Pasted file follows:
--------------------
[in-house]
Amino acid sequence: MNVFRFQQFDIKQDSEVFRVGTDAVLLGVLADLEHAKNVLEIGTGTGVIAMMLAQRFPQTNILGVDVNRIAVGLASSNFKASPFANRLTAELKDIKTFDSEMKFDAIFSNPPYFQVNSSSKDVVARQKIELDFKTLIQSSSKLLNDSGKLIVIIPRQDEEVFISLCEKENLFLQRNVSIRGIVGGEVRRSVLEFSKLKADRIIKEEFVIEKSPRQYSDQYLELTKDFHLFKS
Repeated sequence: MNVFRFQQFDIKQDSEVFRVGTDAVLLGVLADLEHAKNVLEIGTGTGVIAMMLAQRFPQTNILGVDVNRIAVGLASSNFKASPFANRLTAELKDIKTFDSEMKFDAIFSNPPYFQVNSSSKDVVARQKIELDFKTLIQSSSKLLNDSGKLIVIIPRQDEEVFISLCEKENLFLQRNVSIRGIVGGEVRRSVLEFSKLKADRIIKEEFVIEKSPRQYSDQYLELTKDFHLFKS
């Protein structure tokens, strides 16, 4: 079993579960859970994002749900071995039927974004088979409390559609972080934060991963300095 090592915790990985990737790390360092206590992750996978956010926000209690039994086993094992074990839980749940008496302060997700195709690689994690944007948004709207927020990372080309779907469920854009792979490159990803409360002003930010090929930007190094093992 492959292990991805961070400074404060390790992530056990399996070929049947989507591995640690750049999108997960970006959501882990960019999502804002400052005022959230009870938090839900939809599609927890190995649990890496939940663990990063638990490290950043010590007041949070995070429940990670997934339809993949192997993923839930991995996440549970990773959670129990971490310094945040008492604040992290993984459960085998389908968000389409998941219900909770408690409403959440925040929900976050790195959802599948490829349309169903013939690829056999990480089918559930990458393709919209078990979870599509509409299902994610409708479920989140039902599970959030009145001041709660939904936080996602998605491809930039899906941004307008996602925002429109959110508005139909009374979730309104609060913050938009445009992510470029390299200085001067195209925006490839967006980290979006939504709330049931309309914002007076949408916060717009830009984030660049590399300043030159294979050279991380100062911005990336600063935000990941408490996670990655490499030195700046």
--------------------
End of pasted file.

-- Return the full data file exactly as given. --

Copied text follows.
[in-house]
Amino acid sequence: MNVFRFQQFDIKQDSEVFRVGTDAVLLGVLADLEHAKNVLEIGTGTGVIAMMLAQRFPQTNILGVDVNRIAVGLASSNFKASPFANRLTAELKDIKTFDSEMKFDAIFSNPPYFQVNSSSKDVVARQKIELDFKTLIQSSSKLLNDSGKLIVIIPRQDEEVFISLCEKENLFLQRNVSIRGIVGGEVRRSVLEFSKLKADRIIKEEFVIEKSPRQYSDQYLELTKDFHLFKS
Repeated sequence: MNVFRFQQFDIKQDSEVFRVGTDAVLLGVLADLEHAKNVLEIGTGTGVIAMMLAQRFPQTNILGVDVNRIAVGLASSNFKASPFANRLTAELKDIKTFDSEMKFDAIFSNPPYFQVNSSSKDVVARQKIELDFKTLIQSSSKLLNDSGKLIVIIPRQDEEVFISLCEKENLFLQRNVSIRGIVGGEVRRSVLEFSKLKADRIIKEEFVIEKSPRQYSDQYLELTKDFHLFKS
């Protein structure tokens, strides 16, 4: 079993579960859970994002749900071995039927974004088979409390559609972080934060991963300095 090592915790990985990737790390360092206590992750996978956010926000209690039994086993094992074990839980749940008496302060997700195709690689994690944007948004709207927020990372080309779907469920854009792979490159990803409360002003930010090929930007190094093992 492959292990991805961070400074404060390790992530056990399996070929049947989507591995640690750049999108997960970006959501882990960019999502804002400052005022959230009870938090839900939809599609927890190995649990890496939940663990990063638990490290950043010590007041949070995070429940990670997934339809993949192997993923839930991995996440549970990773959670129990971490310094945040008492604040992290993984459960085998389908968000389409998941219900909770408690409403959440925040929900976050790195959802599948490829349309169903013939690829056999990480089918559930990458393709919209078990979870599509509409299902994610409708479920989140039902599970959030009145001041709660939904936080996602998605491809930039899906941004307008996602925002429109959110508005139909009374979730309104609060913050938009445009992510470029390299200085001067195209925006490839967006980290979006939504709330049931309309914002007076949408916060717009830009984030660049590399300043030159294979050279991380100062911005990336600063935000990941408490996670990655490499030195700046």